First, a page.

Monday, 22 January 2007

PayDay Lenders Turn to Ombudsman for Debt Recovery

The Financial Ombudsman may seem to be an unlikely source of assistance for rip-off payday lenders trying to force banks to honour cheques that their customers cannot afford, but the British Cheque Cashers Association (BCCA) - which acts as an industry body for a number of payday lenders - includes details in its Autummn 2006 Newsletter of a payday lender continually re-presenting cheques from its customer to the NatWest (and racking up charges of £60 for the customer in the process) and then complaining to the Financial Services Ombudsman in order to force payment despite this being outside of the Ombudsman's jurisdiction:

"On 12th June we wrote to the Financial Ombudsman Service (FOS) and on 24th June we received a complaint form which we completed and returned on 4th July. On 8th August the FOS asked us to fax a copy of the cheque in question to them. The FOS said that strictly speaking they couldn’t act for us because we were not a customer of NatWest. However, they were willing to give it a try, but if the Bank refused to pay us there was nothing more the FOS could do.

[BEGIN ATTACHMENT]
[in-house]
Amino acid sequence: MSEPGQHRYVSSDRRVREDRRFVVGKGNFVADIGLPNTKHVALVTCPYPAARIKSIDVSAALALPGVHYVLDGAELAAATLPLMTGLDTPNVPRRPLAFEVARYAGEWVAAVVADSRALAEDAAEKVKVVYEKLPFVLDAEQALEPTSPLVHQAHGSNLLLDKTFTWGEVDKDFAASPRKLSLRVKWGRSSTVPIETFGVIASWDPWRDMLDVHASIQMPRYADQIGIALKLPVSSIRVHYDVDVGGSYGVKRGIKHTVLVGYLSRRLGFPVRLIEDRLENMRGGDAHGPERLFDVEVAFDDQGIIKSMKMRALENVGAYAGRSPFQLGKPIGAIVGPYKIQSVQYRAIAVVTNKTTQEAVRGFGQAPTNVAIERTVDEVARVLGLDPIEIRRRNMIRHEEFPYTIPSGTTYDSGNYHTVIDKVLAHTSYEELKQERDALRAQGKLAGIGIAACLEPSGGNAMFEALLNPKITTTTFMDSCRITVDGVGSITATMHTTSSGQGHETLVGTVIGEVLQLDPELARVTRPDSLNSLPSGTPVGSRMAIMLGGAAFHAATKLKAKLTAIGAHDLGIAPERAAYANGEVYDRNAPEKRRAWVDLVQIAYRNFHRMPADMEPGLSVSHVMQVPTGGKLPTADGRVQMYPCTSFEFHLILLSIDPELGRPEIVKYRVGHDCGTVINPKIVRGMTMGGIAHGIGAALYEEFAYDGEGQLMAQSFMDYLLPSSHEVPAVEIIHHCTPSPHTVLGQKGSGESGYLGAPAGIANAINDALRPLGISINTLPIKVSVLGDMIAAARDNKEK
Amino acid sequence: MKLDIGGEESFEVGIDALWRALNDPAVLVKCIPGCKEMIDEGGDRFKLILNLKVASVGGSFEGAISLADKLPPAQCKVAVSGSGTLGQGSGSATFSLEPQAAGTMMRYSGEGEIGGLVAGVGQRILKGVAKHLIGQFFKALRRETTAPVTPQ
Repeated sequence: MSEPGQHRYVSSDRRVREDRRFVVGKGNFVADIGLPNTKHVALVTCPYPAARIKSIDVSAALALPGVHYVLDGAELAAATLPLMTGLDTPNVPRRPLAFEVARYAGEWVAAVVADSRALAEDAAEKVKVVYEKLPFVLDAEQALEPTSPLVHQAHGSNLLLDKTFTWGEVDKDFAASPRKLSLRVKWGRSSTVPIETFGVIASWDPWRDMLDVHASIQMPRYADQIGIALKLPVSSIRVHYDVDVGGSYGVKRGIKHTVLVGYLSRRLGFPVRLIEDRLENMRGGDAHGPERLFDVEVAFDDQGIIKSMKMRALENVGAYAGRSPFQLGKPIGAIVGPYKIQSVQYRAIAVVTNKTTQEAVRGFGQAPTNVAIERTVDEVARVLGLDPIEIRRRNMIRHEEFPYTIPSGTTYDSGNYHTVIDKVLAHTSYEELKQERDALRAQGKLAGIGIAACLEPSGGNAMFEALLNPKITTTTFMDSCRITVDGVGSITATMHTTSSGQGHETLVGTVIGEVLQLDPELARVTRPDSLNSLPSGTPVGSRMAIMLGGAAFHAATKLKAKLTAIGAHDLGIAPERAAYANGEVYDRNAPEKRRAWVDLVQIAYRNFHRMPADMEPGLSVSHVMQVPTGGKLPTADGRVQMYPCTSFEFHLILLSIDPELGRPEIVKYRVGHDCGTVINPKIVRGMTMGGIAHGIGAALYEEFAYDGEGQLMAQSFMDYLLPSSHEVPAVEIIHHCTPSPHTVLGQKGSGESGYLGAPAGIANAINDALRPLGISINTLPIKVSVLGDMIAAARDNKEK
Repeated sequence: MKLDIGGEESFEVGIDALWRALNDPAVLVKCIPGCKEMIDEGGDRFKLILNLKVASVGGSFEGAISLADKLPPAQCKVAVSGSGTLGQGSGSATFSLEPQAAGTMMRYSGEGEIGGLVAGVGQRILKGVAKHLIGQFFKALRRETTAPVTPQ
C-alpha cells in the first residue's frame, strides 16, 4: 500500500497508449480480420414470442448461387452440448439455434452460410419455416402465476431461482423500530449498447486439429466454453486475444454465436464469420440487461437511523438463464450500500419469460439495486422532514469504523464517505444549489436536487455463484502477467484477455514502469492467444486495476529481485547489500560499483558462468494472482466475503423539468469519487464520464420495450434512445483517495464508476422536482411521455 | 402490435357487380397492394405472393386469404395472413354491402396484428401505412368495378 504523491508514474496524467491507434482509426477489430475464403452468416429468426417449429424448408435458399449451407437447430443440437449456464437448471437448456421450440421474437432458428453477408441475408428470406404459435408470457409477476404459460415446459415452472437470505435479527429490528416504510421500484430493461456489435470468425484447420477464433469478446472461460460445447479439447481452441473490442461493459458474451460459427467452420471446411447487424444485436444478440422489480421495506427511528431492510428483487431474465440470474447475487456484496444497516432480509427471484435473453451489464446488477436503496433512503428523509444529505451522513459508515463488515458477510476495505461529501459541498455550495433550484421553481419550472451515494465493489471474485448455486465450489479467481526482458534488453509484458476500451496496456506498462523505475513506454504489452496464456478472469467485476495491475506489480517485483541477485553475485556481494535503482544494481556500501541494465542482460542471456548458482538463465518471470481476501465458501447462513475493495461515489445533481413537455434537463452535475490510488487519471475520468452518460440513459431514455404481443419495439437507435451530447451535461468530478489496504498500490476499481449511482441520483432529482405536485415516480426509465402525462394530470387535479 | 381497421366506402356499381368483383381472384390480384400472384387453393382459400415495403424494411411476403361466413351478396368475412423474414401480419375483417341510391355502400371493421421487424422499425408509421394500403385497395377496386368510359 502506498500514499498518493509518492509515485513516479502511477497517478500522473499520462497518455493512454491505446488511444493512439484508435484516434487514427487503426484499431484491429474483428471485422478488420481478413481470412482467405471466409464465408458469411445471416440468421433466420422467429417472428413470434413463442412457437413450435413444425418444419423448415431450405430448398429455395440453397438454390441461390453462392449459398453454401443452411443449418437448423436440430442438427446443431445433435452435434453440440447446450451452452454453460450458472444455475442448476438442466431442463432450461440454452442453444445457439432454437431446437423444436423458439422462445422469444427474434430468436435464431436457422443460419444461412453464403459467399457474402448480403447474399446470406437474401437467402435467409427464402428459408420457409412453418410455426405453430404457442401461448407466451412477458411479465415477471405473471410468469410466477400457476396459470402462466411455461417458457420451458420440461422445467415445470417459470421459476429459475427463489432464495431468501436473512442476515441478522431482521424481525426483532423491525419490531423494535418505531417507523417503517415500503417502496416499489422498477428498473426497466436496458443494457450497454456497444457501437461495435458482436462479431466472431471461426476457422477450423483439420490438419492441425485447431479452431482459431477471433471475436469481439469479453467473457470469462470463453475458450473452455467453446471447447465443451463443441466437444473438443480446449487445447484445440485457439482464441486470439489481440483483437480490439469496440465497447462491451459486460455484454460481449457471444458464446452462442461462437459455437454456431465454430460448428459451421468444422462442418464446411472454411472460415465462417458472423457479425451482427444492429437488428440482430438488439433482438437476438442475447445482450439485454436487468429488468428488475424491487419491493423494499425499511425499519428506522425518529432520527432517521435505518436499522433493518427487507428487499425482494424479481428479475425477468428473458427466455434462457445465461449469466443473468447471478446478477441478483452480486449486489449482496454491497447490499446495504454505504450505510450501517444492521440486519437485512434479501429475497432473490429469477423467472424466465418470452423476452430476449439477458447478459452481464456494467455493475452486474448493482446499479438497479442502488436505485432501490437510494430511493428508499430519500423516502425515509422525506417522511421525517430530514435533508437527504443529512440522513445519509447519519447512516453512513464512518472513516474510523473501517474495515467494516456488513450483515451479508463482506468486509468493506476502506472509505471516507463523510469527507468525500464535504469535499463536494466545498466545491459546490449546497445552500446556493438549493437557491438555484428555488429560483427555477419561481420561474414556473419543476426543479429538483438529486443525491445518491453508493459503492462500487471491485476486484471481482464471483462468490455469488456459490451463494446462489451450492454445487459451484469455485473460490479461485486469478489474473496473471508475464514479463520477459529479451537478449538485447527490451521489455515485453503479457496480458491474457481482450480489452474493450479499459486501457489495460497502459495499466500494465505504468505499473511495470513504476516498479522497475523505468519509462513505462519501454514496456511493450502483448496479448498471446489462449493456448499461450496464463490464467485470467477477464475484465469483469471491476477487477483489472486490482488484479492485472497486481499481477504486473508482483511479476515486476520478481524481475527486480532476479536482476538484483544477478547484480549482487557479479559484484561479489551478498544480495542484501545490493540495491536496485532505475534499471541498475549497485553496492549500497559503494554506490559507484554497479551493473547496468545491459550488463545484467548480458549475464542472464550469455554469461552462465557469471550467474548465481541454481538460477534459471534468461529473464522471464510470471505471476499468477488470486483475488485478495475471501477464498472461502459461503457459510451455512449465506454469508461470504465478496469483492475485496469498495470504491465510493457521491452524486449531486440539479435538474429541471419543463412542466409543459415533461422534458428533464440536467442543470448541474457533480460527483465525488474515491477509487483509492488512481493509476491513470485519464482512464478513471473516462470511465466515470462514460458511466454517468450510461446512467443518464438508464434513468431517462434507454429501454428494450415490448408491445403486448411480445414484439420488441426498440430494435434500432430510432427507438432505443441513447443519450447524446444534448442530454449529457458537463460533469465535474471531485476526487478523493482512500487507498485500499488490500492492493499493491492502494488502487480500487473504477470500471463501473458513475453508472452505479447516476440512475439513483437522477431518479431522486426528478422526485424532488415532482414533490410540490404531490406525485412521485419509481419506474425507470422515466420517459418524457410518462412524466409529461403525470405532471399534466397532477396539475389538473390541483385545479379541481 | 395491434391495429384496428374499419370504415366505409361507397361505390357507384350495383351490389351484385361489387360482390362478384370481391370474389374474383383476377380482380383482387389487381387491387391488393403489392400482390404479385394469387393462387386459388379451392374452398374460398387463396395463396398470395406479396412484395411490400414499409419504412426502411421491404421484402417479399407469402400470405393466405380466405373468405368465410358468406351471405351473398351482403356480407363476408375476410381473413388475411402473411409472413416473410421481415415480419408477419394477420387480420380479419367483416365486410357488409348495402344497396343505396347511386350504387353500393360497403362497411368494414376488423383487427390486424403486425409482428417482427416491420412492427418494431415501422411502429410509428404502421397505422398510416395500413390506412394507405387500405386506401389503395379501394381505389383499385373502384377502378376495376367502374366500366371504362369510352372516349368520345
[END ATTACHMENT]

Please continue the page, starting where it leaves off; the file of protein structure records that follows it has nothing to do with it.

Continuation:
The next day the FOS telephoned to say that NatWest has agreed to pay our claim in full (£160). The caller confirmed that the NatWest would be charged a case fee by the FOS. Two days later we received an “acceptance form” from the FOS which we signed and returned. On 16th August we received a letter from the FOS saying that we will receive settlement direct from NatWest."

Debt on our Doorstep has today reported this matter to the Ombudsman service and asked for their comments.

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